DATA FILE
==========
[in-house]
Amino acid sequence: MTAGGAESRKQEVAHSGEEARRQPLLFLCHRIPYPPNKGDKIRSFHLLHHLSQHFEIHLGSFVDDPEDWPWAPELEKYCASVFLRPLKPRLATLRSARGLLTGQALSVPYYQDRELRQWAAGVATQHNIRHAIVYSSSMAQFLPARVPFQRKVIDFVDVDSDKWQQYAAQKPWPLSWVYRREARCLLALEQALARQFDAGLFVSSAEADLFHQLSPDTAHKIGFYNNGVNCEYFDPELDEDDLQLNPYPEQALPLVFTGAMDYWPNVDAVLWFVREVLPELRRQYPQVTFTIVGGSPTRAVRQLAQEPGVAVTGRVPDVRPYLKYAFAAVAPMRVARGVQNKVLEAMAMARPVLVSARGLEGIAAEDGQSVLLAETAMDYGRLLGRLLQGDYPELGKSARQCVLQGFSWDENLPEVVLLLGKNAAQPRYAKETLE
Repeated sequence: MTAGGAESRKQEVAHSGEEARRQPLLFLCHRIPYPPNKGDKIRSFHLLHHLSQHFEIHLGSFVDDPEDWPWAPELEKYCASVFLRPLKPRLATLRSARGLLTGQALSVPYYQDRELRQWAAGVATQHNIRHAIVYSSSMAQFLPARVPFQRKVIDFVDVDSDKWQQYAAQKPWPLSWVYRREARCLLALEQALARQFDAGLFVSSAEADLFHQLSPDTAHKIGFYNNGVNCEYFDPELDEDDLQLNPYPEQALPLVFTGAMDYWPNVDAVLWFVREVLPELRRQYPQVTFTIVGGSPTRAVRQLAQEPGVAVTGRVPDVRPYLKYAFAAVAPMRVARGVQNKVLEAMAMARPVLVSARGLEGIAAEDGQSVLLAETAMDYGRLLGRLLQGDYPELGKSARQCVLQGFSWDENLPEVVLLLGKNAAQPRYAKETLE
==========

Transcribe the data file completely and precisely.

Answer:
[in-house]
Amino acid sequence: MTAGGAESRKQEVAHSGEEARRQPLLFLCHRIPYPPNKGDKIRSFHLLHHLSQHFEIHLGSFVDDPEDWPWAPELEKYCASVFLRPLKPRLATLRSARGLLTGQALSVPYYQDRELRQWAAGVATQHNIRHAIVYSSSMAQFLPARVPFQRKVIDFVDVDSDKWQQYAAQKPWPLSWVYRREARCLLALEQALARQFDAGLFVSSAEADLFHQLSPDTAHKIGFYNNGVNCEYFDPELDEDDLQLNPYPEQALPLVFTGAMDYWPNVDAVLWFVREVLPELRRQYPQVTFTIVGGSPTRAVRQLAQEPGVAVTGRVPDVRPYLKYAFAAVAPMRVARGVQNKVLEAMAMARPVLVSARGLEGIAAEDGQSVLLAETAMDYGRLLGRLLQGDYPELGKSARQCVLQGFSWDENLPEVVLLLGKNAAQPRYAKETLE
Repeated sequence: MTAGGAESRKQEVAHSGEEARRQPLLFLCHRIPYPPNKGDKIRSFHLLHHLSQHFEIHLGSFVDDPEDWPWAPELEKYCASVFLRPLKPRLATLRSARGLLTGQALSVPYYQDRELRQWAAGVATQHNIRHAIVYSSSMAQFLPARVPFQRKVIDFVDVDSDKWQQYAAQKPWPLSWVYRREARCLLALEQALARQFDAGLFVSSAEADLFHQLSPDTAHKIGFYNNGVNCEYFDPELDEDDLQLNPYPEQALPLVFTGAMDYWPNVDAVLWFVREVLPELRRQYPQVTFTIVGGSPTRAVRQLAQEPGVAVTGRVPDVRPYLKYAFAAVAPMRVARGVQNKVLEAMAMARPVLVSARGLEGIAAEDGQSVLLAETAMDYGRLLGRLLQGDYPELGKSARQCVLQGFSWDENLPEVVLLLGKNAAQPRYAKETLE